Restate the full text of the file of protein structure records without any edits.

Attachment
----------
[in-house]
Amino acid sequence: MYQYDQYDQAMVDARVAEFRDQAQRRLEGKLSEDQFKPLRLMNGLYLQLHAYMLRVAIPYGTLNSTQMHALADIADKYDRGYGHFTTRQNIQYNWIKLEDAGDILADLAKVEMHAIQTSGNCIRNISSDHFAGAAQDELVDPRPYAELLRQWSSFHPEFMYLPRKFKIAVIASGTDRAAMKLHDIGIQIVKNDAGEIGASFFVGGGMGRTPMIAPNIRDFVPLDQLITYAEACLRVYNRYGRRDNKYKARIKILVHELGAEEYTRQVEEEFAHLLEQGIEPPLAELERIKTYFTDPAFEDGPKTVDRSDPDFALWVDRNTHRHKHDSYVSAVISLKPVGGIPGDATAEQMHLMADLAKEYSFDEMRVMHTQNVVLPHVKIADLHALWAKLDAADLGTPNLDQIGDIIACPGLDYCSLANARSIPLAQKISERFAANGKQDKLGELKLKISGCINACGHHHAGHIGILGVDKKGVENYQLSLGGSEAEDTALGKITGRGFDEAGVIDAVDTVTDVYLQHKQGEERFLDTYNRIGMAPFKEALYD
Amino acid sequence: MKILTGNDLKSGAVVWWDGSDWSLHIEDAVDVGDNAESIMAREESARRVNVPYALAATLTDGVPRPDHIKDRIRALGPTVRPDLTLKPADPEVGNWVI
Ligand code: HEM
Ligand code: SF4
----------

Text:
[in-house]
Amino acid sequence: MYQYDQYDQAMVDARVAEFRDQAQRRLEGKLSEDQFKPLRLMNGLYLQLHAYMLRVAIPYGTLNSTQMHALADIADKYDRGYGHFTTRQNIQYNWIKLEDAGDILADLAKVEMHAIQTSGNCIRNISSDHFAGAAQDELVDPRPYAELLRQWSSFHPEFMYLPRKFKIAVIASGTDRAAMKLHDIGIQIVKNDAGEIGASFFVGGGMGRTPMIAPNIRDFVPLDQLITYAEACLRVYNRYGRRDNKYKARIKILVHELGAEEYTRQVEEEFAHLLEQGIEPPLAELERIKTYFTDPAFEDGPKTVDRSDPDFALWVDRNTHRHKHDSYVSAVISLKPVGGIPGDATAEQMHLMADLAKEYSFDEMRVMHTQNVVLPHVKIADLHALWAKLDAADLGTPNLDQIGDIIACPGLDYCSLANARSIPLAQKISERFAANGKQDKLGELKLKISGCINACGHHHAGHIGILGVDKKGVENYQLSLGGSEAEDTALGKITGRGFDEAGVIDAVDTVTDVYLQHKQGEERFLDTYNRIGMAPFKEALYD
Amino acid sequence: MKILTGNDLKSGAVVWWDGSDWSLHIEDAVDVGDNAESIMAREESARRVNVPYALAATLTDGVPRPDHIKDRIRALGPTVRPDLTLKPADPEVGNWVI
Ligand code: HEM
Ligand code: SF4